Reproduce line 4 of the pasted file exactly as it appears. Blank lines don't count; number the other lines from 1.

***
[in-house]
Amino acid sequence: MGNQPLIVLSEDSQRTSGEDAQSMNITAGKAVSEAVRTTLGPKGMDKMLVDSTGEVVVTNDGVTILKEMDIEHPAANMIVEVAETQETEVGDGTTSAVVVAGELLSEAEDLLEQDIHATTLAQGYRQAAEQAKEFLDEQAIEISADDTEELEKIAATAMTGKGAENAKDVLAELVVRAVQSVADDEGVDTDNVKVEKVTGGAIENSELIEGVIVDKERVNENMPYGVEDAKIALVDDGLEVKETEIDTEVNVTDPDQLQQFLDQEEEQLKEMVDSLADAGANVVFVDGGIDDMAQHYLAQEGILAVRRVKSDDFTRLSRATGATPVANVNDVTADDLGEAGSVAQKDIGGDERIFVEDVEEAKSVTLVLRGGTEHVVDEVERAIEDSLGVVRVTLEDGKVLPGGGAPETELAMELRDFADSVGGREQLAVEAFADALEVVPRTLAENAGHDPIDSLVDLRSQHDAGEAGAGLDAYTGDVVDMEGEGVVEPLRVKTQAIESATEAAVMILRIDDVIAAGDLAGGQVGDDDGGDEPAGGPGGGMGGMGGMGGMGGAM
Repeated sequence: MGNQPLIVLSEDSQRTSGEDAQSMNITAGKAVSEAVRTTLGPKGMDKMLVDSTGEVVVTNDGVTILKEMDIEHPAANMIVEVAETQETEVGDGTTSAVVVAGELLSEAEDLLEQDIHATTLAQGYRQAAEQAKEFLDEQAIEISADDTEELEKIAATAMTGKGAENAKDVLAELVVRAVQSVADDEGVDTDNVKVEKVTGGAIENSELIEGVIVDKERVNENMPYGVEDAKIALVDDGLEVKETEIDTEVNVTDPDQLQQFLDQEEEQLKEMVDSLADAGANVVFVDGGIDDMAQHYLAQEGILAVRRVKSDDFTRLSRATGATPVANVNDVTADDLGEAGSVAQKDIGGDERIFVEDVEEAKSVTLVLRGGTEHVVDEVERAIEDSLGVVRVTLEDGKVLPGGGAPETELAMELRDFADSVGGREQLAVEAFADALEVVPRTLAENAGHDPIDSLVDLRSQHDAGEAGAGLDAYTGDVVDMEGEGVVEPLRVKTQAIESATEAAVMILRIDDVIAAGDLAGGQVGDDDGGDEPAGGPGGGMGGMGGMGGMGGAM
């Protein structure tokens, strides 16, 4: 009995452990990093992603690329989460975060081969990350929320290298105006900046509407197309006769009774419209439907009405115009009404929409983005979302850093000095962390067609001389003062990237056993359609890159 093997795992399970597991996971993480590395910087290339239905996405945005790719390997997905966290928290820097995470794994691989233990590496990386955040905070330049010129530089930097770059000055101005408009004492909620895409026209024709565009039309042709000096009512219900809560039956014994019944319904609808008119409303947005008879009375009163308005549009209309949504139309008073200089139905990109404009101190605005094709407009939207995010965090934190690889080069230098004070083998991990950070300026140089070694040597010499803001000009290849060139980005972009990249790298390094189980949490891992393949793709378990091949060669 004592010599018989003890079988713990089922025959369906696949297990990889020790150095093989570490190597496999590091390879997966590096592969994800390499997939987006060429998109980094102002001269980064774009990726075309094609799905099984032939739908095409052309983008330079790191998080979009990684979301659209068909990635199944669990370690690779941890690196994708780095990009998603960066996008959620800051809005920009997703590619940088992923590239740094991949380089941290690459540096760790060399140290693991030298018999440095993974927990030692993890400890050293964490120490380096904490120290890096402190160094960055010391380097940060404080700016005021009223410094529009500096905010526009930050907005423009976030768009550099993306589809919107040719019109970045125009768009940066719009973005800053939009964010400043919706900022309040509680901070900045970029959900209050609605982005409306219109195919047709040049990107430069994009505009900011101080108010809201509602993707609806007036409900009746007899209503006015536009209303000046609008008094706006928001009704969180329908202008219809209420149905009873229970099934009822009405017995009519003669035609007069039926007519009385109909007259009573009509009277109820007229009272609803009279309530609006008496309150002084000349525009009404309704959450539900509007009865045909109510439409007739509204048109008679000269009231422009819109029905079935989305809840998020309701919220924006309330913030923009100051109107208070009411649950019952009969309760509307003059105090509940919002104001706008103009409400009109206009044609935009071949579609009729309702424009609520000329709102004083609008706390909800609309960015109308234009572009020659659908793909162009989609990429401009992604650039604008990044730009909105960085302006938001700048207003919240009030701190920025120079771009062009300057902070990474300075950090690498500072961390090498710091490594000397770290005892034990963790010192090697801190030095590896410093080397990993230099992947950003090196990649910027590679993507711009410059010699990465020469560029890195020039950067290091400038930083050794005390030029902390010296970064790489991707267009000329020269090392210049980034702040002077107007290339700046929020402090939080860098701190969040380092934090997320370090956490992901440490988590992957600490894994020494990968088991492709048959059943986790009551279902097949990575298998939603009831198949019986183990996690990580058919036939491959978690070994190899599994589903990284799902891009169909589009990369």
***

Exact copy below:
């Protein structure tokens, strides 16, 4: 009995452990990093992603690329989460975060081969990350929320290298105006900046509407197309006769009774419209439907009405115009009404929409983005979302850093000095962390067609001389003062990237056993359609890159 093997795992399970597991996971993480590395910087290339239905996405945005790719390997997905966290928290820097995470794994691989233990590496990386955040905070330049010129530089930097770059000055101005408009004492909620895409026209024709565009039309042709000096009512219900809560039956014994019944319904609808008119409303947005008879009375009163308005549009209309949504139309008073200089139905990109404009101190605005094709407009939207995010965090934190690889080069230098004070083998991990950070300026140089070694040597010499803001000009290849060139980005972009990249790298390094189980949490891992393949793709378990091949060669 004592010599018989003890079988713990089922025959369906696949297990990889020790150095093989570490190597496999590091390879997966590096592969994800390499997939987006060429998109980094102002001269980064774009990726075309094609799905099984032939739908095409052309983008330079790191998080979009990684979301659209068909990635199944669990370690690779941890690196994708780095990009998603960066996008959620800051809005920009997703590619940088992923590239740094991949380089941290690459540096760790060399140290693991030298018999440095993974927990030692993890400890050293964490120490380096904490120290890096402190160094960055010391380097940060404080700016005021009223410094529009500096905010526009930050907005423009976030768009550099993306589809919107040719019109970045125009768009940066719009973005800053939009964010400043919706900022309040509680901070900045970029959900209050609605982005409306219109195919047709040049990107430069994009505009900011101080108010809201509602993707609806007036409900009746007899209503006015536009209303000046609008008094706006928001009704969180329908202008219809209420149905009873229970099934009822009405017995009519003669035609007069039926007519009385109909007259009573009509009277109820007229009272609803009279309530609006008496309150002084000349525009009404309704959450539900509007009865045909109510439409007739509204048109008679000269009231422009819109029905079935989305809840998020309701919220924006309330913030923009100051109107208070009411649950019952009969309760509307003059105090509940919002104001706008103009409400009109206009044609935009071949579609009729309702424009609520000329709102004083609008706390909800609309960015109308234009572009020659659908793909162009989609990429401009992604650039604008990044730009909105960085302006938001700048207003919240009030701190920025120079771009062009300057902070990474300075950090690498500072961390090498710091490594000397770290005892034990963790010192090697801190030095590896410093080397990993230099992947950003090196990649910027590679993507711009410059010699990465020469560029890195020039950067290091400038930083050794005390030029902390010296970064790489991707267009000329020269090392210049980034702040002077107007290339700046929020402090939080860098701190969040380092934090997320370090956490992901440490988590992957600490894994020494990968088991492709048959059943986790009551279902097949990575298998939603009831198949019986183990996690990580058919036939491959978690070994190899599994589903990284799902891009169909589009990369």